More On Orthodoxy

Part Five of Seven

RTE: Probably every married woman reading this can feel what you went through, Teresa. When were you finally baptized, Michael?

MICHAEL: About six years after I met Fr. Paisius. I was working towards baptism, going to classes along with our son Nesta, who was to be baptized with me. As I said earlier, we’d been doing this Rasta Revival Campout, with people attending from all over America. One year we had twelve different countries represented at the revival, topping off at 130 people. It was mostly Rasta, and even some pagan people who were sympathetic to Rasta, or thought Rasta was something it wasn’t. We sent fliers out, and after that people came by word of mouth.

As I became more attracted to Orthodoxy and it came time for my baptism, Fr. Paisius and I decided to have the baptism at the Rasta Revival Campout. There was a lake there and it was a good setting. I hate to say it, but some saw me as a leader in the Rasta movement in this area, and I thought that a public baptism would be a good way to show the group where I was going and how much this meant to me; to share it with them.

RTE: Your reasoning wasn’t so different from Orthodox missions centuries ago in Europe, Siberia, China, where, if the headman was baptized, everyone else followed. You were the head of your own little community.

MICHAEL: Yes, maybe to some, but about a week before the campout, something happened that meant we had to delay it for awhile. I was totally psyched, I really wanted to be baptized and was ready, but it just couldn’t happen. Now I believe this was God’s will. I went through a long period of reflection, and thoughts came up like,

“Maybe God doesn’t want me baptized …maybe this, maybe that. What do I tell these people who I primed up for the baptism, and who now want to know what happened?”

But, over that year I became so strong and so ready, that in the end it was even more powerful.

The only thing I worried about was our son. He was fourteen, and didn’t understand why we’d had to put it off. We’ve raised him pretty free, not telling him what to do. Of course, we made suggestions in a parental way, about what we felt was right, and tried to teach by our example.

We home-schooled him, and, in a way, let him direct his little life under our protection. Although I had my own questions during that time, I kind of let him be. Finally, when the baptism could happen again, we decided to do it on Theophany.

Before Christmas, I took Nesta aside and said,

“I’m going to get baptized on Theophany, and it’s up to you if you want to.”

He instantly said,

“On one condition.”

I said,

“What, Nesta? What’s your condition?”

He said,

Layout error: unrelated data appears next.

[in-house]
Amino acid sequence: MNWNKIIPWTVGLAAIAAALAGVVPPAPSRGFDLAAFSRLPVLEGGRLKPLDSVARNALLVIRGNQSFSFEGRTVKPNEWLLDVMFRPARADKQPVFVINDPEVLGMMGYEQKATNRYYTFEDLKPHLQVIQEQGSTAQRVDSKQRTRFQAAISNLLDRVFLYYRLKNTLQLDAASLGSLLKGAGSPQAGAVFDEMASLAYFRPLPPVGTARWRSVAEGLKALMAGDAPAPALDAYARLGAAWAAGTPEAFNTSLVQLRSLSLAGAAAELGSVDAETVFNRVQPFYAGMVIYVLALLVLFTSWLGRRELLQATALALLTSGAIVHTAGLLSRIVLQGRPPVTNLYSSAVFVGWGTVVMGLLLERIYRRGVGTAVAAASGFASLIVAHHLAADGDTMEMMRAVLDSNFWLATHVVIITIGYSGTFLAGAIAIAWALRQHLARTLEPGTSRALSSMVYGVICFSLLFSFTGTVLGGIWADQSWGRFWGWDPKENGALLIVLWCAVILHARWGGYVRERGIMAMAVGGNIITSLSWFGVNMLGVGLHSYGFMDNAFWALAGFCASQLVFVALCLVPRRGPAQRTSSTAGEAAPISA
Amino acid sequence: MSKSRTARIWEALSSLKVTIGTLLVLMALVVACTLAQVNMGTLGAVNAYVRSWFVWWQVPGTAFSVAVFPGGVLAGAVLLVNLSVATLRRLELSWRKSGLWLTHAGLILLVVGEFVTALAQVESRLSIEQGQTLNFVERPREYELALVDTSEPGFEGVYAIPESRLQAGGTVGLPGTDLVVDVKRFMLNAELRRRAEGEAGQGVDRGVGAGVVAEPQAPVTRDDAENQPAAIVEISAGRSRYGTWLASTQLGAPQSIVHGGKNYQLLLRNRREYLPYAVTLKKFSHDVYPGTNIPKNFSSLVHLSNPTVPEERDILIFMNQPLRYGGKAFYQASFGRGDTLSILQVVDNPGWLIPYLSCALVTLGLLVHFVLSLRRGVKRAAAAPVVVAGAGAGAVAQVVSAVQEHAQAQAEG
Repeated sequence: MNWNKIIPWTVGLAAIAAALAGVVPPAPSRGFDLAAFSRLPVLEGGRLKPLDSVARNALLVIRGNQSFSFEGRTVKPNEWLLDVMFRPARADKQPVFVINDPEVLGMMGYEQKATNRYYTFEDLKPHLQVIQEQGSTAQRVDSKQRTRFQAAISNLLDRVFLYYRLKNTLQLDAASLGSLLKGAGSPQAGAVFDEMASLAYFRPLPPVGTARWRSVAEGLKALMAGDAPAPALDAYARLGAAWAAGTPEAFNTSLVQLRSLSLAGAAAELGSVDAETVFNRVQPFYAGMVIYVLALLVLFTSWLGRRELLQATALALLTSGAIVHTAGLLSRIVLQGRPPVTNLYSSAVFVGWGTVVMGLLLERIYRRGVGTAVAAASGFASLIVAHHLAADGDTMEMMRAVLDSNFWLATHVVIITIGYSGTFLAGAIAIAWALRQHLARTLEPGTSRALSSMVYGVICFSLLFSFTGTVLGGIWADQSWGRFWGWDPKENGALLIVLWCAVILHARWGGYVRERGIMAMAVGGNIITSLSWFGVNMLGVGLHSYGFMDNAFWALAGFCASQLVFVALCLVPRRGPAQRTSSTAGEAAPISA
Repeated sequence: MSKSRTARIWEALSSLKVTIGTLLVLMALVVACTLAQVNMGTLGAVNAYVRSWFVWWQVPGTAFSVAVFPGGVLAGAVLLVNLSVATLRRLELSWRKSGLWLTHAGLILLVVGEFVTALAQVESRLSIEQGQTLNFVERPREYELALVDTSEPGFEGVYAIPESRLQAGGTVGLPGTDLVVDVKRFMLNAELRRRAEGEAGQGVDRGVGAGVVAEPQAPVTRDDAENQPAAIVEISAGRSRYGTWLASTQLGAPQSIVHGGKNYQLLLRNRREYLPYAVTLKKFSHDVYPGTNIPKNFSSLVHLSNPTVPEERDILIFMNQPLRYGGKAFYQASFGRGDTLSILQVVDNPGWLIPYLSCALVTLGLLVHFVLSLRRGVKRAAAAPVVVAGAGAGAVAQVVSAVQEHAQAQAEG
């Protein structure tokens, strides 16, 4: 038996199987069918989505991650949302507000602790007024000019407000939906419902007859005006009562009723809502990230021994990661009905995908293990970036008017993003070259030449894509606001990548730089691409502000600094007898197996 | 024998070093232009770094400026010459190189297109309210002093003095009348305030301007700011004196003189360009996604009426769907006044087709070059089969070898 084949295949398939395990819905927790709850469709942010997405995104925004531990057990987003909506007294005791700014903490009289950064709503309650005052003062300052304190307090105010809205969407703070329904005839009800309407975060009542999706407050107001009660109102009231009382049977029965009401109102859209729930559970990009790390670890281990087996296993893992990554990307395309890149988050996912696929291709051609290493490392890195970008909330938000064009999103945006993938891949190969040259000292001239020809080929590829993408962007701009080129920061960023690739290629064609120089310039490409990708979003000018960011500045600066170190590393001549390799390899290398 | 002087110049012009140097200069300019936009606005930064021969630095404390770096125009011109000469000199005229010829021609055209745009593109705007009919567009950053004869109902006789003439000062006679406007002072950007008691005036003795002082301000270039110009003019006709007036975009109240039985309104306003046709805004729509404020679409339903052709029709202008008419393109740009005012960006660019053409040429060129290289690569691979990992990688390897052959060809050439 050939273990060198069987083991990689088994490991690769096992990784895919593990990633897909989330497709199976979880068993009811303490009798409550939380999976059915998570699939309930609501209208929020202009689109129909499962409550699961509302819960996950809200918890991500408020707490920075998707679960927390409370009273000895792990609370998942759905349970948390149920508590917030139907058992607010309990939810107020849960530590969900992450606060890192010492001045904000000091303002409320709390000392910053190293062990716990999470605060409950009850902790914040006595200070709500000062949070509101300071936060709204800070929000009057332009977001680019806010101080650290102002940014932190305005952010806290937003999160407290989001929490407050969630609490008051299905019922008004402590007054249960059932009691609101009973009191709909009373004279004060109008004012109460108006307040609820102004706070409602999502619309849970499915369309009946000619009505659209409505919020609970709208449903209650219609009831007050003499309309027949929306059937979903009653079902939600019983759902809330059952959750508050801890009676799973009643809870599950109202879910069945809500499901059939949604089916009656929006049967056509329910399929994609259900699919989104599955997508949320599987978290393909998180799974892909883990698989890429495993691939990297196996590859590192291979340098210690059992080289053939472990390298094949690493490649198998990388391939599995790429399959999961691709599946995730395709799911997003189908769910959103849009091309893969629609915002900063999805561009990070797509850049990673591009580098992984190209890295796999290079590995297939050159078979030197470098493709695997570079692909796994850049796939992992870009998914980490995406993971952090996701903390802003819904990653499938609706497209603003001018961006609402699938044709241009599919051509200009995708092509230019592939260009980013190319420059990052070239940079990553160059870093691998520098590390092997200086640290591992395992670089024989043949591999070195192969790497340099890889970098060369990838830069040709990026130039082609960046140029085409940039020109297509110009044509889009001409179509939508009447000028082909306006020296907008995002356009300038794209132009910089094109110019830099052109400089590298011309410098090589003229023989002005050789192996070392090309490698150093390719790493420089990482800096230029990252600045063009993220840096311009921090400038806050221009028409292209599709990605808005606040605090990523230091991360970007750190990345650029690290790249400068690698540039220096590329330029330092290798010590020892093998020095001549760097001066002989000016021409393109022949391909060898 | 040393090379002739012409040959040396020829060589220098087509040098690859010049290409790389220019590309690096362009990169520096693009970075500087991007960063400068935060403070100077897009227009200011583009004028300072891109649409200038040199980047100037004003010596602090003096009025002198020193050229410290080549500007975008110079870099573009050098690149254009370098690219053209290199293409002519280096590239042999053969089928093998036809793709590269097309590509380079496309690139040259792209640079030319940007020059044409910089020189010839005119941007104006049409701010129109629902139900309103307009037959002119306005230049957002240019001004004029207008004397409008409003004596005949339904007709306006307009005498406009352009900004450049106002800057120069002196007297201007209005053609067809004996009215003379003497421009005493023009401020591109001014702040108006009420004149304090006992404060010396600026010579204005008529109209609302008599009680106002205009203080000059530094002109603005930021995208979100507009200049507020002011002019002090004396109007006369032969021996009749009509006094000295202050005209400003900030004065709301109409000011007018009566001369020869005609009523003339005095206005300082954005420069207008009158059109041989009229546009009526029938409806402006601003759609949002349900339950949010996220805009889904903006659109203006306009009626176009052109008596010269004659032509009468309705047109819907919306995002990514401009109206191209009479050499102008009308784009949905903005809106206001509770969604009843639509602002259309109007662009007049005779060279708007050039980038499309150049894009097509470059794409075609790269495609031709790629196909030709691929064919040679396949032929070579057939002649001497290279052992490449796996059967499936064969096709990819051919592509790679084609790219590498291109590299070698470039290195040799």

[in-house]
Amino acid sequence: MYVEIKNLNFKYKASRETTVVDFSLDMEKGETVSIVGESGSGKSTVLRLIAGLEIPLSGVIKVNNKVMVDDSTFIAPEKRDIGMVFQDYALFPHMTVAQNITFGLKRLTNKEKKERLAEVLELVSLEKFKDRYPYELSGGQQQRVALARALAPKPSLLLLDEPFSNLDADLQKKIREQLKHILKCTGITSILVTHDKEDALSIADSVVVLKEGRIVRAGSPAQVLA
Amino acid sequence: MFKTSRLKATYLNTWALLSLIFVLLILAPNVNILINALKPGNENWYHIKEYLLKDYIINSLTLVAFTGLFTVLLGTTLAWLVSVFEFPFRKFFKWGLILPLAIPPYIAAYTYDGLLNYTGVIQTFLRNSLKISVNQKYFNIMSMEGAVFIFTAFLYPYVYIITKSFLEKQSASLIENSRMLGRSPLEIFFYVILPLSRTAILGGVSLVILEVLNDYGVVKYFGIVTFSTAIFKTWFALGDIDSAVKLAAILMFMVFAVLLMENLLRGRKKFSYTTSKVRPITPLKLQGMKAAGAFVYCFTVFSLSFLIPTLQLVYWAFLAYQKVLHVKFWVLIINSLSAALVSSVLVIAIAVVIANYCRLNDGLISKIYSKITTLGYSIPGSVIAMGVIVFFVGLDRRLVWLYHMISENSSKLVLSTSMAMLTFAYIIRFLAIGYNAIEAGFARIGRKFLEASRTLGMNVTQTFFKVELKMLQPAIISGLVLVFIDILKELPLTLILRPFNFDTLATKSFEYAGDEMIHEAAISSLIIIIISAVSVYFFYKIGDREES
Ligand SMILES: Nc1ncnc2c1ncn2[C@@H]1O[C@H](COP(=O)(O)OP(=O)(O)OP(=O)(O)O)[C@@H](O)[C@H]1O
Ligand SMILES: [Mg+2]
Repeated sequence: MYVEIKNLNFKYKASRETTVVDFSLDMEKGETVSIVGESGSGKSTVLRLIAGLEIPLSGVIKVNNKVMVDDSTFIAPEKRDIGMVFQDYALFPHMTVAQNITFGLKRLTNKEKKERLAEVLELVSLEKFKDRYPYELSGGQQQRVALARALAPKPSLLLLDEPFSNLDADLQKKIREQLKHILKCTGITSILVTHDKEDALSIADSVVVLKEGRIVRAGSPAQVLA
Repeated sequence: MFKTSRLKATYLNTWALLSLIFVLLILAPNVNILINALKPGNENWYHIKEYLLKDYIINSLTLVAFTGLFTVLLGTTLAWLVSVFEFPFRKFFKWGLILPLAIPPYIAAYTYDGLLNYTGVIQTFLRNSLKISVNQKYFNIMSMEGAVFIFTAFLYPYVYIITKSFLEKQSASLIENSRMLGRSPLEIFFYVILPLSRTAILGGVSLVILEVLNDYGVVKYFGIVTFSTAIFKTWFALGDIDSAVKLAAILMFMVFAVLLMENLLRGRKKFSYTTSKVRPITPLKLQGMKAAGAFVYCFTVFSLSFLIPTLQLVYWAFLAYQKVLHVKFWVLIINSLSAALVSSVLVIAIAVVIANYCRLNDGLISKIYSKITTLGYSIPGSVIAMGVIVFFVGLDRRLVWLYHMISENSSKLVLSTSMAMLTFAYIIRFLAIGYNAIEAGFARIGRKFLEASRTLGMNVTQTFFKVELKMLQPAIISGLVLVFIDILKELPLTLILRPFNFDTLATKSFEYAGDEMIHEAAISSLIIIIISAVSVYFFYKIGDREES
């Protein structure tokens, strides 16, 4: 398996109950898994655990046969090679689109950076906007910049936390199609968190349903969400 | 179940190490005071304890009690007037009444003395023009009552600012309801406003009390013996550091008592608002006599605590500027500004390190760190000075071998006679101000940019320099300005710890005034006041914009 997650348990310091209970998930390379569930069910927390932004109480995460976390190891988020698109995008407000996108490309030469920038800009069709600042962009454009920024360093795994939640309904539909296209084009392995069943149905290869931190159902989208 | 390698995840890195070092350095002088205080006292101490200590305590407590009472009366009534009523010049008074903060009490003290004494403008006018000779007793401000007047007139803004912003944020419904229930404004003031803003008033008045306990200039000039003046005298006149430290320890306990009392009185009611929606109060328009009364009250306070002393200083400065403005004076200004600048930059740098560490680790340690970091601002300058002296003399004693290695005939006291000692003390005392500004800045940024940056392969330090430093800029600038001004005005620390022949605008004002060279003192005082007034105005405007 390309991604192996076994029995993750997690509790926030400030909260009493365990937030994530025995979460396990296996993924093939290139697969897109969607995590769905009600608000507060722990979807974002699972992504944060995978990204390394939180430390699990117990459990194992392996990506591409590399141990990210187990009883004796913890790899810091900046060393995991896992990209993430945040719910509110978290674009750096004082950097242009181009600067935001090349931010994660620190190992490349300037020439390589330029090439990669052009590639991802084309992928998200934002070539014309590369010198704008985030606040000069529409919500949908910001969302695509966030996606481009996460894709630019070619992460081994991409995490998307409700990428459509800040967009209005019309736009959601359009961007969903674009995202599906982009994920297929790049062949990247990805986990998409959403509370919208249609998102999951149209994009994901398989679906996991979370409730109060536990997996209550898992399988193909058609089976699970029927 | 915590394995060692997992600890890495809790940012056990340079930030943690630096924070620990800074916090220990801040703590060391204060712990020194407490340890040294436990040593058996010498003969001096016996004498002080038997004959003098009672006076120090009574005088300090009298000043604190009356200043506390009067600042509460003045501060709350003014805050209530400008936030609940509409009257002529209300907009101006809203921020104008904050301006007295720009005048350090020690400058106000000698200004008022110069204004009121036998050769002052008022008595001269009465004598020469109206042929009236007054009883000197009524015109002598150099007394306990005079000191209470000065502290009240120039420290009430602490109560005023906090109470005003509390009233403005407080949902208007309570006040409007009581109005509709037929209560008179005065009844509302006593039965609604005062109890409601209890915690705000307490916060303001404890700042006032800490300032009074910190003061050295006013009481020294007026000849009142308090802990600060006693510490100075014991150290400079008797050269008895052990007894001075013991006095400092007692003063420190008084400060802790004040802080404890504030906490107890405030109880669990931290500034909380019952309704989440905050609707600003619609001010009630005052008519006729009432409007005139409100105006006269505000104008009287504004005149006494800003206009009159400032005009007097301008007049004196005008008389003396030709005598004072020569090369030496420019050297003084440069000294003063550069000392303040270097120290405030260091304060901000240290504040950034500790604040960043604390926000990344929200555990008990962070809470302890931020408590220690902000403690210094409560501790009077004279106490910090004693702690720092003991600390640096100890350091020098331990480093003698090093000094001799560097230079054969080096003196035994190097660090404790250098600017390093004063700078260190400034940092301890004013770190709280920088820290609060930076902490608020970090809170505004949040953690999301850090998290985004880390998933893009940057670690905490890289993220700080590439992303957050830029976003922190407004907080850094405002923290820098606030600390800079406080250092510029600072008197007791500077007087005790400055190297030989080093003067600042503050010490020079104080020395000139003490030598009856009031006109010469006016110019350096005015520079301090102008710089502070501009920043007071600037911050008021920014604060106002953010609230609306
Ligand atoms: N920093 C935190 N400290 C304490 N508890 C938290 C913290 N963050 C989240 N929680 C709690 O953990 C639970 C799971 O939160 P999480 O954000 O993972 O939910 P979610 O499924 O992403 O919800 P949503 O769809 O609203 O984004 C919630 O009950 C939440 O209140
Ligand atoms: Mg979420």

“Only if Fr. Paisius is doing it.”

So, I called Fr. Paisius and he said,

“Of course.”

When it happened, it was a very powerful thing. My next-door neighbor came, Teresa’s sister came, and Teresa’s favorite aunt, who came to witness Nesta’s baptism because she had promised Teresa’s mother that she would see that the grandchildren were baptized. Teresa, of course, had been baptized as a baby. When we were baptized Orthodox she came with us to church from time to time but wasn’t ready to come in herself. It was a huge change for her because I had been so deeply Rasta. Our whole married life had been built around Rastafari, and now I was changing.

RTE: Teresa, how did you feel about Nesta coming to Orthodoxy?

TERESA: I was really glad to see him baptized. It was something I’d wanted for him, and it happened when he was fourteen. It was his own decision, and marked the boundaries between childhood and adulthood. He’s a good boy, really beautiful. It didn’t change our relationship. My mother, who had already died, wanted all of her grandchildren baptized, and this fulfilled her dream.

As Michael said, we home-schooled Nesta, structuring his schooling around what he was interested in. When it was dinosaurs, we’d do math and reading around dinosaurs, we’d do everything around dinosaurs. We raised him with the idea that children are born knowing what they need to learn. Our job as parents is to give them the tools they already sense they will need as adults. We would say,

“Nesta, you know what you need. We’re trusting you. You need us to be your guides, but you know what you’ll need as an adult.”

I was trusting the universe to lead us both. Every year I’d ask,

“Are you ready to go to school this year?”

Finally, he did go in the sixth grade and then on through high school. He didn’t do very well grade-wise, but I didn’t care about that. He knows how to work, and he’s got confidence and family warmth behind him. He can do anything he wants.